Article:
Villa AM by MESURA carefully balances its design between preserving the core of this ancient building tradition and manifesting the mindset we find in the community of Jeddah today.
The house thus aims to rethink a traditional way of living. To design in Jeddah’s complexity, it’s vital to understand its traditions, values, and beliefs. Traditionally, the Arabian home functions both as a private sanctuary and social, semi-public space, which constitutes an interesting paradox still defining most of the local architecture today.
In Jeddah, this story goes back to the beginning of the country. The city is the historic heart of a modernising Saudi Arabia, which is characterised by a vast amount of vernacular architecture based on an ancient desert and Arabian culture —enriched by the presence of the sea and harbour. Contrary to popular assumptions, Jeddah is not Dubai.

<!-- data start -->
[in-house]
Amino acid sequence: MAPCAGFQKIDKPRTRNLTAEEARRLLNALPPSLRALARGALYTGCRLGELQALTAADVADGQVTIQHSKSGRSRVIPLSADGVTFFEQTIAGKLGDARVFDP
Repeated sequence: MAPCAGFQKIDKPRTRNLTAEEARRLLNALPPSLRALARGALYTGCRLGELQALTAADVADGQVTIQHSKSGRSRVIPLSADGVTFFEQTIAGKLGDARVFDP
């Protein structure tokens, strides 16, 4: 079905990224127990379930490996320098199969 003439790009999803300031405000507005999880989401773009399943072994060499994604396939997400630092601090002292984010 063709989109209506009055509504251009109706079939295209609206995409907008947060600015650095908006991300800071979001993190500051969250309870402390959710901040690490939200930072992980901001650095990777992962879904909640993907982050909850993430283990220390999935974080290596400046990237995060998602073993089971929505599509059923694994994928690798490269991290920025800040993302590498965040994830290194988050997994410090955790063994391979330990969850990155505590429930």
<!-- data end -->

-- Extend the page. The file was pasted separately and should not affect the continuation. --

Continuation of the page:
In Jeddah, summers are long, sweltering, muggy, and arid, while winters are short, warm, dry, and windy. Aside from their social function, the exterior spaces of Arabian buildings (patios and rooftops) have an essential role in mitigating climatic factors. Since its foundation, the vernacular architecture in Jeddah has used its materials, courtyards and openings in an eco-efficient sense, creating cool and comfortable indoor home environments. Villa AM, in this sense, is no different.
The house looks for shade and breezes of air, which in Jeddah comes from the mythic North-West wind swaying about 10m above the ground. In order to get to that wind, the second floor of the house drops to the back, creating a second patio looking out onto the city and the sunset to the West while alleviating the shape of the volume. Meanwhile, an outside passageway downstairs generates natural cooling across the ground floor.
Villa AM incorporates the family’s openness, generosity and contemporary mindset. Though privacy is still present in the home’s programme, the house uses its L-shaped form to create a closer relationship between family and guest by blurring its spatial limits and using the garden as in-between areas to connect the two visually. The house thus becomes a fluid entity —an initial step towards a new kind of domestic architecture in Jeddah.